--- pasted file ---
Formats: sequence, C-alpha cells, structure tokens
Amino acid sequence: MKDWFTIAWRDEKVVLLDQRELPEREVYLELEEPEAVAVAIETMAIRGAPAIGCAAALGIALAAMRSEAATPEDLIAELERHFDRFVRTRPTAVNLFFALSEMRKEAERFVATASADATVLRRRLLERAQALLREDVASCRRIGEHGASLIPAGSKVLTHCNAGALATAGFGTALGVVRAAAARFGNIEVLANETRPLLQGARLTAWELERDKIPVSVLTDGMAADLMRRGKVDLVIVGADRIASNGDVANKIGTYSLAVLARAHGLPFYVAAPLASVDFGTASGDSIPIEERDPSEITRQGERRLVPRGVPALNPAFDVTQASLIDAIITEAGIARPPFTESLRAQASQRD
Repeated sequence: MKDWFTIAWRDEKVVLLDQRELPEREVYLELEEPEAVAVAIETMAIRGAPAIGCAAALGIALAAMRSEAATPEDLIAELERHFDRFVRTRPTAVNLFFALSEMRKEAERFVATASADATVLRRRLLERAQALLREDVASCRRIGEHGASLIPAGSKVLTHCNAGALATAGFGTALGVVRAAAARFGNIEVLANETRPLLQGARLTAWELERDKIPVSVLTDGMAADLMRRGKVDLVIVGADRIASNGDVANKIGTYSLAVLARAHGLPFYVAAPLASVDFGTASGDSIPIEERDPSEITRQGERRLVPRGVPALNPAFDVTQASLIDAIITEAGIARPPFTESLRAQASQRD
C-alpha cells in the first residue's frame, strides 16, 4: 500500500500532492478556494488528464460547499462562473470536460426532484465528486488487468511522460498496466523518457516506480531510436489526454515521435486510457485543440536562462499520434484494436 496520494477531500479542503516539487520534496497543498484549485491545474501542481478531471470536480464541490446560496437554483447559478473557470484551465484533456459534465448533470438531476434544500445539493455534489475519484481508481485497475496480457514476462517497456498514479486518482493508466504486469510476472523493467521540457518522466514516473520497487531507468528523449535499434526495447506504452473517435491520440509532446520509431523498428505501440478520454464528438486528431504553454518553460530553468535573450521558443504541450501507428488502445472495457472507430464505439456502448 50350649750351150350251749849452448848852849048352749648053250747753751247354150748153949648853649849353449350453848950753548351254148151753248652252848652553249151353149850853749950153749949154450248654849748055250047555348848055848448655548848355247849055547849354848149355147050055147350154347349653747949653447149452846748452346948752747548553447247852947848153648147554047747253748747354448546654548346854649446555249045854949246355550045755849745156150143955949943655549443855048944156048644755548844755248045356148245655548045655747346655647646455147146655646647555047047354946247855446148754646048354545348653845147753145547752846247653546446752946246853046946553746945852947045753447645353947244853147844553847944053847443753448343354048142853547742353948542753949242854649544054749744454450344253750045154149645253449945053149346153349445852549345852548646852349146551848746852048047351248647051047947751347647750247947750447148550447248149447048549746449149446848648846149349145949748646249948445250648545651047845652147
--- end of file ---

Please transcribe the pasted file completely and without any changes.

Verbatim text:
Formats: sequence, C-alpha cells, structure tokens
Amino acid sequence: MKDWFTIAWRDEKVVLLDQRELPEREVYLELEEPEAVAVAIETMAIRGAPAIGCAAALGIALAAMRSEAATPEDLIAELERHFDRFVRTRPTAVNLFFALSEMRKEAERFVATASADATVLRRRLLERAQALLREDVASCRRIGEHGASLIPAGSKVLTHCNAGALATAGFGTALGVVRAAAARFGNIEVLANETRPLLQGARLTAWELERDKIPVSVLTDGMAADLMRRGKVDLVIVGADRIASNGDVANKIGTYSLAVLARAHGLPFYVAAPLASVDFGTASGDSIPIEERDPSEITRQGERRLVPRGVPALNPAFDVTQASLIDAIITEAGIARPPFTESLRAQASQRD
Repeated sequence: MKDWFTIAWRDEKVVLLDQRELPEREVYLELEEPEAVAVAIETMAIRGAPAIGCAAALGIALAAMRSEAATPEDLIAELERHFDRFVRTRPTAVNLFFALSEMRKEAERFVATASADATVLRRRLLERAQALLREDVASCRRIGEHGASLIPAGSKVLTHCNAGALATAGFGTALGVVRAAAARFGNIEVLANETRPLLQGARLTAWELERDKIPVSVLTDGMAADLMRRGKVDLVIVGADRIASNGDVANKIGTYSLAVLARAHGLPFYVAAPLASVDFGTASGDSIPIEERDPSEITRQGERRLVPRGVPALNPAFDVTQASLIDAIITEAGIARPPFTESLRAQASQRD
C-alpha cells in the first residue's frame, strides 16, 4: 500500500500532492478556494488528464460547499462562473470536460426532484465528486488487468511522460498496466523518457516506480531510436489526454515521435486510457485543440536562462499520434484494436 496520494477531500479542503516539487520534496497543498484549485491545474501542481478531471470536480464541490446560496437554483447559478473557470484551465484533456459534465448533470438531476434544500445539493455534489475519484481508481485497475496480457514476462517497456498514479486518482493508466504486469510476472523493467521540457518522466514516473520497487531507468528523449535499434526495447506504452473517435491520440509532446520509431523498428505501440478520454464528438486528431504553454518553460530553468535573450521558443504541450501507428488502445472495457472507430464505439456502448 50350649750351150350251749849452448848852849048352749648053250747753751247354150748153949648853649849353449350453848950753548351254148151753248652252848652553249151353149850853749950153749949154450248654849748055250047555348848055848448655548848355247849055547849354848149355147050055147350154347349653747949653447149452846748452346948752747548553447247852947848153648147554047747253748747354448546654548346854649446555249045854949246355550045755849745156150143955949943655549443855048944156048644755548844755248045356148245655548045655747346655647646455147146655646647555047047354946247855446148754646048354545348653845147753145547752846247653546446752946246853046946553746945852947045753447645353947244853147844553847944053847443753448343354048142853547742353948542753949242854649544054749744454450344253750045154149645253449945053149346153349445852549345852548646852349146551848746852048047351248647051047947751347647750247947750447148550447248149447048549746449149446848648846149349145949748646249948445250648545651047845652147